Last week I helped host a Graduate Student Society meeting for grad students in the Linguistics/English Language department on BYU campus. We asked some professors to participate, and requested that they tell us what they wished someone would tell their graduate students. This could have anything to do with their thesis/project work; their interactions with their advisor and committee, teachers, and other faculty members; or anything else they thought was important.
One teacher said, "Don't let yourself feel so stupid that you decide to quit." She said that she had felt stupid when she started her program, and that some students feel like they're the only ones and that they don't belong there. I thought that this was an interesting insight, and one that I think will be beneficial for me, as I hope to start my master's next year.
Today, for our assigned reading, my syntax teacher had us read an article which didn't have to do with syntax. It was about feeling stupid. I thought it was a well-written article, and I would recommend anyone to read it. I don't think that it only applies to graduate students. It applies to anyone who is trying to grow to become something beyond what they are.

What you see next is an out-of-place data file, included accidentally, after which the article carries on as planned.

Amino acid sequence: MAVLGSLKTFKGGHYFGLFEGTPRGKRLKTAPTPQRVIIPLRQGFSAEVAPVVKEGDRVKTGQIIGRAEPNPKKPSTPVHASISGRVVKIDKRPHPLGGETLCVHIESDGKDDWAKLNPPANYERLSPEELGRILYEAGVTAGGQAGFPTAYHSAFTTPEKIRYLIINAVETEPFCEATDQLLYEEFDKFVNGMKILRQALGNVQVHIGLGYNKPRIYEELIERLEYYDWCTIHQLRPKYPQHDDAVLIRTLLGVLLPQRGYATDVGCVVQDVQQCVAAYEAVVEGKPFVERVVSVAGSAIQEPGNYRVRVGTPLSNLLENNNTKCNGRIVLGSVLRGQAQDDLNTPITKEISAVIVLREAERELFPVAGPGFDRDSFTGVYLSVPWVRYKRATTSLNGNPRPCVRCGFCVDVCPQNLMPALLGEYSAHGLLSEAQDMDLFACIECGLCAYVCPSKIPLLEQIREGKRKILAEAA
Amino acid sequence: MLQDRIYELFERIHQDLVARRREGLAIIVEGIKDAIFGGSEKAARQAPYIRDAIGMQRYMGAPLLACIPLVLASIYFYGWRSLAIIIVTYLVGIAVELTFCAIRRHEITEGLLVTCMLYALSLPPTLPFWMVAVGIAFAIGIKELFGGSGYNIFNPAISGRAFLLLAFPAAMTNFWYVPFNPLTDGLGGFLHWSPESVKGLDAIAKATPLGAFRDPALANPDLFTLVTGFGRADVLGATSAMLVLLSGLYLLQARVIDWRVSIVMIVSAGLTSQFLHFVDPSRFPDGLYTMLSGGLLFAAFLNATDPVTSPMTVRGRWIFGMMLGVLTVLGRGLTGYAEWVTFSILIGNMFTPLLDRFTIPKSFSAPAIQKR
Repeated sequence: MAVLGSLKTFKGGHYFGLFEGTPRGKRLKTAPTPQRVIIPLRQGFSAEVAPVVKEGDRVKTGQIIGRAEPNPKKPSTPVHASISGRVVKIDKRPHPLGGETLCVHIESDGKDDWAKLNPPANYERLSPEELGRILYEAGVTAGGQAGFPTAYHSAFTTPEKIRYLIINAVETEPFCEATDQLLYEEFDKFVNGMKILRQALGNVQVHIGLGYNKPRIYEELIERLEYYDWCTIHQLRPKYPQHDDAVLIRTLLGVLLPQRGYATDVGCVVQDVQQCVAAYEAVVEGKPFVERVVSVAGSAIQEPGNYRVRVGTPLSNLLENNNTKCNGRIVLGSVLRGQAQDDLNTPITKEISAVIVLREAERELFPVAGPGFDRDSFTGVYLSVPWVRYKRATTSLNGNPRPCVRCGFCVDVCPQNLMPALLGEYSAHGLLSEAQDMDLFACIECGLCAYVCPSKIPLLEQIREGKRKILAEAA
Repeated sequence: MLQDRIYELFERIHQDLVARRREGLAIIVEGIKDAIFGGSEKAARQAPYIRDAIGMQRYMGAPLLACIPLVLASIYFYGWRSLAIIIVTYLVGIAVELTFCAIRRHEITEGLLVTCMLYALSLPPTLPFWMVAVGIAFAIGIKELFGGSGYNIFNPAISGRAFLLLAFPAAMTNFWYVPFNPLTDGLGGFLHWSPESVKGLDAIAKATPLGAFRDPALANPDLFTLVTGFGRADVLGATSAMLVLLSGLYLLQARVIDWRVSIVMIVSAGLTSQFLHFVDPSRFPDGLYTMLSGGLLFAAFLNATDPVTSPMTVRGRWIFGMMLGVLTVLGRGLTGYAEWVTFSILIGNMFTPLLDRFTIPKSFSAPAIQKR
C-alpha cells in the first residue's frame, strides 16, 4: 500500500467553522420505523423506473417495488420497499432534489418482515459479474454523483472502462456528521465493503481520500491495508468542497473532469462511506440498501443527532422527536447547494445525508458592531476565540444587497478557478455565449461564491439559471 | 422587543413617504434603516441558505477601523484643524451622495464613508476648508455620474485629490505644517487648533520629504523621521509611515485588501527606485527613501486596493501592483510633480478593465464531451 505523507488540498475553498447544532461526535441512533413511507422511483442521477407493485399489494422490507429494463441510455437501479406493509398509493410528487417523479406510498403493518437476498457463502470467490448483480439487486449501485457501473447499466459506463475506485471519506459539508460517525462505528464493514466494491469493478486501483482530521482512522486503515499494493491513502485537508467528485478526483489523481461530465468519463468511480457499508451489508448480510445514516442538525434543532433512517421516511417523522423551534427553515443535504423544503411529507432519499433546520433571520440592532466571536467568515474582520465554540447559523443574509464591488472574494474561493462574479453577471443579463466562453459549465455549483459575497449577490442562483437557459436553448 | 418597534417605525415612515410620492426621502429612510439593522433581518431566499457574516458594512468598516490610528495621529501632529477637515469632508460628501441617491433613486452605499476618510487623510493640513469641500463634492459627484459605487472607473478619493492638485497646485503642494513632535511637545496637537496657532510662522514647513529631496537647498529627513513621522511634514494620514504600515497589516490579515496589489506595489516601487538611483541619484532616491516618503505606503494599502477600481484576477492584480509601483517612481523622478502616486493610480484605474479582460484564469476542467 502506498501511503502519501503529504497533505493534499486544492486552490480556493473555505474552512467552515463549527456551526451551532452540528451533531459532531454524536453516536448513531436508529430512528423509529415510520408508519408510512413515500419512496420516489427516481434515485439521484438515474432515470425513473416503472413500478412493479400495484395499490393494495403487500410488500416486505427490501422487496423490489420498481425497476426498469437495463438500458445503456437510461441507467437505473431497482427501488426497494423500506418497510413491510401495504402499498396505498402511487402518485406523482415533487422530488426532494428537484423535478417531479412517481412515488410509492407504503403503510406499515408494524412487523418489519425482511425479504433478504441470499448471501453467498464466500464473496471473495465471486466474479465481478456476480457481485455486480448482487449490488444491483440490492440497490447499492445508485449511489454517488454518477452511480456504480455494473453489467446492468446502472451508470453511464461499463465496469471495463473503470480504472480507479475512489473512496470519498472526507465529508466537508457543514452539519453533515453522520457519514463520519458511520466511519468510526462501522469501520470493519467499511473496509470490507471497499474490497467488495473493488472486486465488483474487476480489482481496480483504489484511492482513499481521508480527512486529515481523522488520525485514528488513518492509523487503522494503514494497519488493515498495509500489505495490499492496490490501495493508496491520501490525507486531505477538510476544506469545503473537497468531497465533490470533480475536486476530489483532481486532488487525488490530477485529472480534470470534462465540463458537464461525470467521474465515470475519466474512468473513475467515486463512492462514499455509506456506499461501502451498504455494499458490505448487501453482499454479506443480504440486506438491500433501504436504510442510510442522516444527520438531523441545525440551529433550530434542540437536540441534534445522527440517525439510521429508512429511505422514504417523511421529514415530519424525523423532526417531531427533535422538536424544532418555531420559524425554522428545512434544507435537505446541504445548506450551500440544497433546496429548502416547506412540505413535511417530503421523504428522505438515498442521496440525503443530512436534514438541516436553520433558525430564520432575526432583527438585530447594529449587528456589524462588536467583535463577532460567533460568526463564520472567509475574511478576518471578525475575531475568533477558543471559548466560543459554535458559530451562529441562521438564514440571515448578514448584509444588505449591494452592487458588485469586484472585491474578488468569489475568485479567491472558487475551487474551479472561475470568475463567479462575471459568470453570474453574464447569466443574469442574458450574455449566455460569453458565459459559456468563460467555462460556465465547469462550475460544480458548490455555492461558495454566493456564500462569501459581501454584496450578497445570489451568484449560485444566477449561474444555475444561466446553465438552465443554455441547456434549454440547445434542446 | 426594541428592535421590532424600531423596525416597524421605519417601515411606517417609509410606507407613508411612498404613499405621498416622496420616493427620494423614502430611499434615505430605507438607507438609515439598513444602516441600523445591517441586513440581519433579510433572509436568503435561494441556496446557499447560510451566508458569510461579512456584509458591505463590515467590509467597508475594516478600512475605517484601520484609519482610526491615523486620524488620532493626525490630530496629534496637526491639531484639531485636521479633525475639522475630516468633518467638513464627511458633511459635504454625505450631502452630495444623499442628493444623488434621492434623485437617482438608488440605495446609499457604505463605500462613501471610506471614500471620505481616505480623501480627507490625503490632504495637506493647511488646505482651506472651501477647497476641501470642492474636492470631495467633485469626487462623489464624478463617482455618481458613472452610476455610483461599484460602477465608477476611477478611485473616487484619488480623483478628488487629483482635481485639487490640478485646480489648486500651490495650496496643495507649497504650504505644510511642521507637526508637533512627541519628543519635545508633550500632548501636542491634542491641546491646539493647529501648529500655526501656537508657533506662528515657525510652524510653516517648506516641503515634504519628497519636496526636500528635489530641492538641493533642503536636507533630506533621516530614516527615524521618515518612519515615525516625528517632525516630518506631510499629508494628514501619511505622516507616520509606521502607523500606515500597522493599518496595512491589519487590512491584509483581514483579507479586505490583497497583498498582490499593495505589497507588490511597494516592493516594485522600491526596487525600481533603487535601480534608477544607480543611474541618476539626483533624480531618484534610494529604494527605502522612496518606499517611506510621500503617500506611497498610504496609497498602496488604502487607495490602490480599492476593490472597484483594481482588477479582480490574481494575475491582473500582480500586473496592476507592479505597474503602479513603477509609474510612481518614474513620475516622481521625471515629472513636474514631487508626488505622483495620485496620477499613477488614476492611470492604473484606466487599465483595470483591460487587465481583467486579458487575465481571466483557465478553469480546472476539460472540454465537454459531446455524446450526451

The concept is that, if we didn't feel stupid, we wouldn't feel pushed to discover. If we felt smart all of the time, that would mean that we hadn't even approached our limits, and that we would never push or expand them. So go out and feel stupid today!! But don't let that feeling make you quit. Let it make you work harder!